India's first and unarguably finest war film to date, Haqeeqat (The Reality) became a yardstick for subsequent Hindi films based on war. This 1964 movie is a heroic portrayal of India's 1962 war with China over the disputed Ladakh border. Rather graphic, director Chetan Anand set out to glorify the soldiers who fought in this remote outpost.
A platoon of Indian soldiers lead by Balraj Sahni is presumed dead in the mountains following heavy fighting. They are rescued by Kashmiri gypsies with help from one especially brave soldier (Dharmendra) and his gypsy love-interest (Priya Rajvanshi).
The film's memorable moments include an Indian soldier driving a bayonet through a copy of Mao's "Little Red Book" and on-screen denunciation of documentary footage showing Chou En-Lai being garlanded with an honour guard on arrival in Delhi. Added bonus is Rafi's magnificent "Kar chale hum fida," one of the most intensely nostalgic patriotic songs ever.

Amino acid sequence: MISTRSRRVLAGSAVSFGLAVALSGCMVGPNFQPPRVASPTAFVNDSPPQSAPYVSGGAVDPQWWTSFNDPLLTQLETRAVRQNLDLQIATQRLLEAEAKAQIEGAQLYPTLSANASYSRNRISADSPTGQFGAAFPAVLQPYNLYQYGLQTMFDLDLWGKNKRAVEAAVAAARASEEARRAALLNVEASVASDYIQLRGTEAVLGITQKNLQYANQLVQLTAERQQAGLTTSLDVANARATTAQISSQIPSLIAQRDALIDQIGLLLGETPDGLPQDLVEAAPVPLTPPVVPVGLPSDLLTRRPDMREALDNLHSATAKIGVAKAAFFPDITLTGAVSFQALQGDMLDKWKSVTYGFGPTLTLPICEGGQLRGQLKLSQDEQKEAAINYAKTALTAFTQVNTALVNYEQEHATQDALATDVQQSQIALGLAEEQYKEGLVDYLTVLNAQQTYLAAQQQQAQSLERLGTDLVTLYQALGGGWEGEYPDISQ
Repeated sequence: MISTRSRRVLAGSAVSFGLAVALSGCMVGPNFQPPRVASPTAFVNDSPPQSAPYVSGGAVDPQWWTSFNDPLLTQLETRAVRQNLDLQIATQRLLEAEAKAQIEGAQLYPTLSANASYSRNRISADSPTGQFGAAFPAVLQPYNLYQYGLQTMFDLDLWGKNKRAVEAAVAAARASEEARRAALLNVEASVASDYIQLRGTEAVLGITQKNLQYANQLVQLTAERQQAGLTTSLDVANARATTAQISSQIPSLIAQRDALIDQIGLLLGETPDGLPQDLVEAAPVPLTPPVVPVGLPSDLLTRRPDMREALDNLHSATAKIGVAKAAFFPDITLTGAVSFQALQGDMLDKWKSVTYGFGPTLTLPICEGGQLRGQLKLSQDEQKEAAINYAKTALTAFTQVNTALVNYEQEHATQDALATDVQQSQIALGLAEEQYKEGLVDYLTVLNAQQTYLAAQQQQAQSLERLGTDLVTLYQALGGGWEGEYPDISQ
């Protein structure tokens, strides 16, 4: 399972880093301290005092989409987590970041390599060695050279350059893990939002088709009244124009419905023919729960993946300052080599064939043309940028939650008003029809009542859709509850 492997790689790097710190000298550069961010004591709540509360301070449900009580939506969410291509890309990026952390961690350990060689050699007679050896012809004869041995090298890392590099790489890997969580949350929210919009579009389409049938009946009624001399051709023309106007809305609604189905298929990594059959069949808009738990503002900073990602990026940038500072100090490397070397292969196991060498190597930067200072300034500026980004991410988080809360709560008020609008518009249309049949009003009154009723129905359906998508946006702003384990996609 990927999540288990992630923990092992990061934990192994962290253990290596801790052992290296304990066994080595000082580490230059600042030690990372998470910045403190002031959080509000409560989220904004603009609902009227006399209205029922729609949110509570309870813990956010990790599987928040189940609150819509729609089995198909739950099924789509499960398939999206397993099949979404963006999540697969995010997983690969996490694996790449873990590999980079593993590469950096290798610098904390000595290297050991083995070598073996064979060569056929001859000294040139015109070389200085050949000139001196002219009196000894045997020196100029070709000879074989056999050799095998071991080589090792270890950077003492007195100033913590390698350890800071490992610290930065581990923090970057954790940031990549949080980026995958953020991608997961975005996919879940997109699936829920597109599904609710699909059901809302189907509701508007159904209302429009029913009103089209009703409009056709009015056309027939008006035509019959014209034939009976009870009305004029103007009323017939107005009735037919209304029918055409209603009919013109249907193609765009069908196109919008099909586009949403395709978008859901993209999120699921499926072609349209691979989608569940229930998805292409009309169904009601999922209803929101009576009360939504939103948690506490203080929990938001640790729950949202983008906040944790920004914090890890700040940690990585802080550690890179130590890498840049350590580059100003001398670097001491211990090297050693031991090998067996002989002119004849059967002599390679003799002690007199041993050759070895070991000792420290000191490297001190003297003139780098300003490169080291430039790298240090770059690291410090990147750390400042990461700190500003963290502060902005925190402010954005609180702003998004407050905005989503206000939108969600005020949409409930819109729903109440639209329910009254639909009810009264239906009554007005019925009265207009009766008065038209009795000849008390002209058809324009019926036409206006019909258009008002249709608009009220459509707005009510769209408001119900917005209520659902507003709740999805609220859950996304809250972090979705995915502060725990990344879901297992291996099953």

Today it may end up appearing as much an anti war movie as the political set piece it was meant to be. The scenery is stunning even if the camera work is shaky. Actors include Dharmendra, Priya Rajvanshi, Vijay Anand, Balraj Sahni and Sanjay Khan. Look for the Jewish/Hindi actor Levy Aaron in this stark war film. Note: I will be capping this movie as soon as I can get hold of it.